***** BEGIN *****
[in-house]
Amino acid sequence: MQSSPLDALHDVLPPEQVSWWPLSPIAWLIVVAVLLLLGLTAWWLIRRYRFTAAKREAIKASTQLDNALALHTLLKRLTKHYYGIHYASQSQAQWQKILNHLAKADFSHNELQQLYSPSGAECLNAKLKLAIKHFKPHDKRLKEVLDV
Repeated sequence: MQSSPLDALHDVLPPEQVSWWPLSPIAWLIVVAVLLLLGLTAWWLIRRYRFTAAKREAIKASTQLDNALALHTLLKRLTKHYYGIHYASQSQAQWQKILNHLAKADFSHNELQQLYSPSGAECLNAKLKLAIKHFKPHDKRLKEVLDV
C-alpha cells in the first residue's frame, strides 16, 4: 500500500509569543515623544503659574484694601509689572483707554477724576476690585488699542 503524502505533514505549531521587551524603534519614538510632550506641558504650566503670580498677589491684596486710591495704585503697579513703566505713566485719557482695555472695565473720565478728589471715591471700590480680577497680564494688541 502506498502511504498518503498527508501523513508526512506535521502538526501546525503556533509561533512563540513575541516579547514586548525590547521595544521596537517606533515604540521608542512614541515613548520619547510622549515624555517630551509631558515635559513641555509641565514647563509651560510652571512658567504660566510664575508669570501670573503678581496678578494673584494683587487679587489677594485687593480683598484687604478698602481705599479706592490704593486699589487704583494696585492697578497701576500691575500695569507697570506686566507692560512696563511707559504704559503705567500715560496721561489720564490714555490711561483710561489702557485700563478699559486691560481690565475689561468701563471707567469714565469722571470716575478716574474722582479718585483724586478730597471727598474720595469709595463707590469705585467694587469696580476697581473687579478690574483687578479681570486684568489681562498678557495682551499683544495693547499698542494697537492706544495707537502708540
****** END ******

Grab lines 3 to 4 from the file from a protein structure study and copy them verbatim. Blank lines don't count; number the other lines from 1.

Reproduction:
Repeated sequence: MQSSPLDALHDVLPPEQVSWWPLSPIAWLIVVAVLLLLGLTAWWLIRRYRFTAAKREAIKASTQLDNALALHTLLKRLTKHYYGIHYASQSQAQWQKILNHLAKADFSHNELQQLYSPSGAECLNAKLKLAIKHFKPHDKRLKEVLDV
C-alpha cells in the first residue's frame, strides 16, 4: 500500500509569543515623544503659574484694601509689572483707554477724576476690585488699542 503524502505533514505549531521587551524603534519614538510632550506641558504650566503670580498677589491684596486710591495704585503697579513703566505713566485719557482695555472695565473720565478728589471715591471700590480680577497680564494688541 502506498502511504498518503498527508501523513508526512506535521502538526501546525503556533509561533512563540513575541516579547514586548525590547521595544521596537517606533515604540521608542512614541515613548520619547510622549515624555517630551509631558515635559513641555509641565514647563509651560510652571512658567504660566510664575508669570501670573503678581496678578494673584494683587487679587489677594485687593480683598484687604478698602481705599479706592490704593486699589487704583494696585492697578497701576500691575500695569507697570506686566507692560512696563511707559504704559503705567500715560496721561489720564490714555490711561483710561489702557485700563478699559486691560481690565475689561468701563471707567469714565469722571470716575478716574474722582479718585483724586478730597471727598474720595469709595463707590469705585467694587469696580476697581473687579478690574483687578479681570486684568489681562498678557495682551499683544495693547499698542494697537492706544495707537502708540